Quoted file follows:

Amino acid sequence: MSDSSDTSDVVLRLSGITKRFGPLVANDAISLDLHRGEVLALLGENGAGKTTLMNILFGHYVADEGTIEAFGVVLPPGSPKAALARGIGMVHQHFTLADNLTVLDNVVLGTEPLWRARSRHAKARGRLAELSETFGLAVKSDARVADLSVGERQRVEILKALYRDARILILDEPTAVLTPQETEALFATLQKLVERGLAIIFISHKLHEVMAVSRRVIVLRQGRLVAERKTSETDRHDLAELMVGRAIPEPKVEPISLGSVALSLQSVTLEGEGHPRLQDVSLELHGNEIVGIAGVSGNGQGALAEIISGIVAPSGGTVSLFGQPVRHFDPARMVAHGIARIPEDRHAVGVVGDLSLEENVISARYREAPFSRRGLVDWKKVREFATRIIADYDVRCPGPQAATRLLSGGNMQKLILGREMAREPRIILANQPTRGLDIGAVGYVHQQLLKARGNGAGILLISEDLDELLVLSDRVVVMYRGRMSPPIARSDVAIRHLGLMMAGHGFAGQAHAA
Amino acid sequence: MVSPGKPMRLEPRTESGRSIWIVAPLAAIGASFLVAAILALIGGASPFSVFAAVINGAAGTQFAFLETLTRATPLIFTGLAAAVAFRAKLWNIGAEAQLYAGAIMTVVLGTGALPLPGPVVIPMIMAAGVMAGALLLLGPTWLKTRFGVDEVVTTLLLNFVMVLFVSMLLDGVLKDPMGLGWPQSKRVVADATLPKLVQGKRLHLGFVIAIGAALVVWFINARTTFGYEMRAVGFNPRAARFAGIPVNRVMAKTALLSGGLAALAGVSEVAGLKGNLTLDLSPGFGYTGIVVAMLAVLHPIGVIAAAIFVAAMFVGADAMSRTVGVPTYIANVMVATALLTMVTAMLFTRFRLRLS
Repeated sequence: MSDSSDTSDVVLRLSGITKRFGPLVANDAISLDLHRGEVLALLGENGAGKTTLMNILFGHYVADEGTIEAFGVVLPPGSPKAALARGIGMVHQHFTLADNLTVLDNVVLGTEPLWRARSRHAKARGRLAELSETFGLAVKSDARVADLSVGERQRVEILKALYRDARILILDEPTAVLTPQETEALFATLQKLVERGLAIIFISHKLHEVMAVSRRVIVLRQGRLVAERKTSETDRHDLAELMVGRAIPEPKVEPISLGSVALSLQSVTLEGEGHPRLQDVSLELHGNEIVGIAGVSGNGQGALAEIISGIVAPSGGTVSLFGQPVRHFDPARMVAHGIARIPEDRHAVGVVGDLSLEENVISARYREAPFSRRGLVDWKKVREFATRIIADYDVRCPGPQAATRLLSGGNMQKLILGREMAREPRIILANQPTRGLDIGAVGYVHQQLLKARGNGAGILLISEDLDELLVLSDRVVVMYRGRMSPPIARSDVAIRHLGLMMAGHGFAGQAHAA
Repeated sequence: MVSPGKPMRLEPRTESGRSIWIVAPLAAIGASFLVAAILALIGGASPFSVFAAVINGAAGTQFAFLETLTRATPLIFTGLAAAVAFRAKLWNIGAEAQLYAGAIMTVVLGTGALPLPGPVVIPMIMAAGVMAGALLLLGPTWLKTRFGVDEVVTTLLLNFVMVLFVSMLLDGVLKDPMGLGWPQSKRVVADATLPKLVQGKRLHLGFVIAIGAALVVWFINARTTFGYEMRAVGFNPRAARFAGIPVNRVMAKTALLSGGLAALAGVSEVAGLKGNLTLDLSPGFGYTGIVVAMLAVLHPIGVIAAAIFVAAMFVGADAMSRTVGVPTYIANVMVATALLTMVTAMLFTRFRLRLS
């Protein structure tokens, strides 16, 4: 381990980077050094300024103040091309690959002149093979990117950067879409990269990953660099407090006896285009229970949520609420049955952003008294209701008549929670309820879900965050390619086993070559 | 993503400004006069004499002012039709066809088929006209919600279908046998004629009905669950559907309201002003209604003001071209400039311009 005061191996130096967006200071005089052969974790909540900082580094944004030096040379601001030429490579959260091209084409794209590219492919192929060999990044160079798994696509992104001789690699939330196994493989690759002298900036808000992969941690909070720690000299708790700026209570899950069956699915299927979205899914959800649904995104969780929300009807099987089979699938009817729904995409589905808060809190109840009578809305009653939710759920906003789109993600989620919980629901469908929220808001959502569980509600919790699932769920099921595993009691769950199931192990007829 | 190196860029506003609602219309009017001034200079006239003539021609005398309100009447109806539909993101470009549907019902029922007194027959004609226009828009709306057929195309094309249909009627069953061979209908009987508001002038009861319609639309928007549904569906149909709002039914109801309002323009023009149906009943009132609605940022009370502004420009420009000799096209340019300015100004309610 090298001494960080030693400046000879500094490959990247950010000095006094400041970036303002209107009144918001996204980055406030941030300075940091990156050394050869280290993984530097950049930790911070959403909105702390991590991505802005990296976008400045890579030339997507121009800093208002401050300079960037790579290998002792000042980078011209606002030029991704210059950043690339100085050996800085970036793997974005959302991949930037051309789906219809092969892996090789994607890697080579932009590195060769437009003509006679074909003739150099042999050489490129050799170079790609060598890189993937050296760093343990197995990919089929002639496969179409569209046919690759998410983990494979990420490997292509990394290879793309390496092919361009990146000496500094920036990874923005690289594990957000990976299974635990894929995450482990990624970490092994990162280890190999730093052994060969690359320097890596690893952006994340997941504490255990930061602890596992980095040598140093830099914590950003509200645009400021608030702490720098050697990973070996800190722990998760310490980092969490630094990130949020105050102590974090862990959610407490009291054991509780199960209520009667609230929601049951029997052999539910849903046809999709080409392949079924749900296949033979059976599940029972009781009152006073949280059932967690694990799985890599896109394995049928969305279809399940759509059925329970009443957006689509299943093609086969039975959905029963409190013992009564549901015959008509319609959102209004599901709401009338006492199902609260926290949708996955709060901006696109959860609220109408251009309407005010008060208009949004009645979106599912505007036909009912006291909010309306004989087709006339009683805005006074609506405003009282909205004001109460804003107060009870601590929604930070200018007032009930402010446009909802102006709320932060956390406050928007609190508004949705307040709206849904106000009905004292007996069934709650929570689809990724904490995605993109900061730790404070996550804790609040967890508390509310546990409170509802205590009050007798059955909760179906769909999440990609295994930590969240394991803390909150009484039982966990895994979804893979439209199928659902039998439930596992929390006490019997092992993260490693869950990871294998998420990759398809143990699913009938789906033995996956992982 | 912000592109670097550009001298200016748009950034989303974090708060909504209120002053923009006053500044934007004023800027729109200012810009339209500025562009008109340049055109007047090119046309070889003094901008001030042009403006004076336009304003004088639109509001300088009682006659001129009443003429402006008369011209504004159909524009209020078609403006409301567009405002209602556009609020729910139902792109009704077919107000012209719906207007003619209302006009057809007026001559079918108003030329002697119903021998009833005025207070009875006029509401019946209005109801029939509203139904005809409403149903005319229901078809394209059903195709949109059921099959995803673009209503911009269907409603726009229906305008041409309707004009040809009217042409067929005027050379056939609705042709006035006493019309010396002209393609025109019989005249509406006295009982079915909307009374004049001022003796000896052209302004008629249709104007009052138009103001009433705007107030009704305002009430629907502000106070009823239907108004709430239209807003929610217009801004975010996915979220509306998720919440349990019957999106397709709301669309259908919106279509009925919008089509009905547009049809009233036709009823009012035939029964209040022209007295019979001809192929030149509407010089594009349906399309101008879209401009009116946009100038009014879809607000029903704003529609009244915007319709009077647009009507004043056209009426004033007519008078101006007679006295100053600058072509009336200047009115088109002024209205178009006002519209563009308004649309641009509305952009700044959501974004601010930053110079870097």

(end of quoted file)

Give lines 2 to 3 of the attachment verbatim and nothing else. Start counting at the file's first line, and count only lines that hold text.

Amino acid sequence: MVSPGKPMRLEPRTESGRSIWIVAPLAAIGASFLVAAILALIGGASPFSVFAAVINGAAGTQFAFLETLTRATPLIFTGLAAAVAFRAKLWNIGAEAQLYAGAIMTVVLGTGALPLPGPVVIPMIMAAGVMAGALLLLGPTWLKTRFGVDEVVTTLLLNFVMVLFVSMLLDGVLKDPMGLGWPQSKRVVADATLPKLVQGKRLHLGFVIAIGAALVVWFINARTTFGYEMRAVGFNPRAARFAGIPVNRVMAKTALLSGGLAALAGVSEVAGLKGNLTLDLSPGFGYTGIVVAMLAVLHPIGVIAAAIFVAAMFVGADAMSRTVGVPTYIANVMVATALLTMVTAMLFTRFRLRLS
Repeated sequence: MSDSSDTSDVVLRLSGITKRFGPLVANDAISLDLHRGEVLALLGENGAGKTTLMNILFGHYVADEGTIEAFGVVLPPGSPKAALARGIGMVHQHFTLADNLTVLDNVVLGTEPLWRARSRHAKARGRLAELSETFGLAVKSDARVADLSVGERQRVEILKALYRDARILILDEPTAVLTPQETEALFATLQKLVERGLAIIFISHKLHEVMAVSRRVIVLRQGRLVAERKTSETDRHDLAELMVGRAIPEPKVEPISLGSVALSLQSVTLEGEGHPRLQDVSLELHGNEIVGIAGVSGNGQGALAEIISGIVAPSGGTVSLFGQPVRHFDPARMVAHGIARIPEDRHAVGVVGDLSLEENVISARYREAPFSRRGLVDWKKVREFATRIIADYDVRCPGPQAATRLLSGGNMQKLILGREMAREPRIILANQPTRGLDIGAVGYVHQQLLKARGNGAGILLISEDLDELLVLSDRVVVMYRGRMSPPIARSDVAIRHLGLMMAGHGFAGQAHAA